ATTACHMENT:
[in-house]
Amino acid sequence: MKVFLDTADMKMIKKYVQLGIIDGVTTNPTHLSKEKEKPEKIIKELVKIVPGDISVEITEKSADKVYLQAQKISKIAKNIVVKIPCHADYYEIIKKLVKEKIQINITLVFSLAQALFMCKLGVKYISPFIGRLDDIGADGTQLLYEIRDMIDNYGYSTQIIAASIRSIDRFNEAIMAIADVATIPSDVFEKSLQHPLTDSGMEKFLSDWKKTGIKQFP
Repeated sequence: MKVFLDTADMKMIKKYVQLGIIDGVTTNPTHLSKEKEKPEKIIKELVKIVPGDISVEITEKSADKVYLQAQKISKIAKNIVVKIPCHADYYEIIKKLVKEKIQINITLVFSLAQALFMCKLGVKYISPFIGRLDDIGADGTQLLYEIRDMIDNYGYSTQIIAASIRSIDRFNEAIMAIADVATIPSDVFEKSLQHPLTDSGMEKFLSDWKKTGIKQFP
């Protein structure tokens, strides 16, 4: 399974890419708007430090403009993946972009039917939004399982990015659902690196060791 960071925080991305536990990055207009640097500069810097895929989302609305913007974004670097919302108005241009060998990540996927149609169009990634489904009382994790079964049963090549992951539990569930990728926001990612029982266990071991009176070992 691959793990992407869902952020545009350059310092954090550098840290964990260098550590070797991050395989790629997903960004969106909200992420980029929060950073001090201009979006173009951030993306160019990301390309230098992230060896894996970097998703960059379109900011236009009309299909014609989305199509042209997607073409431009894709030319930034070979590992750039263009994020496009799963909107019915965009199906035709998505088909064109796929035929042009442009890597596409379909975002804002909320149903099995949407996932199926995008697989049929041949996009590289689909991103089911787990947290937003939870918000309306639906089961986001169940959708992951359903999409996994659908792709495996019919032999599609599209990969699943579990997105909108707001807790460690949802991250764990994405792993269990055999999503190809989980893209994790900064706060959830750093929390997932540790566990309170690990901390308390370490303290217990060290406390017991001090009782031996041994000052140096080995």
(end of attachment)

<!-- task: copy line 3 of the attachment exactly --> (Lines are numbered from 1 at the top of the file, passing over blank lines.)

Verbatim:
Repeated sequence: MKVFLDTADMKMIKKYVQLGIIDGVTTNPTHLSKEKEKPEKIIKELVKIVPGDISVEITEKSADKVYLQAQKISKIAKNIVVKIPCHADYYEIIKKLVKEKIQINITLVFSLAQALFMCKLGVKYISPFIGRLDDIGADGTQLLYEIRDMIDNYGYSTQIIAASIRSIDRFNEAIMAIADVATIPSDVFEKSLQHPLTDSGMEKFLSDWKKTGIKQFP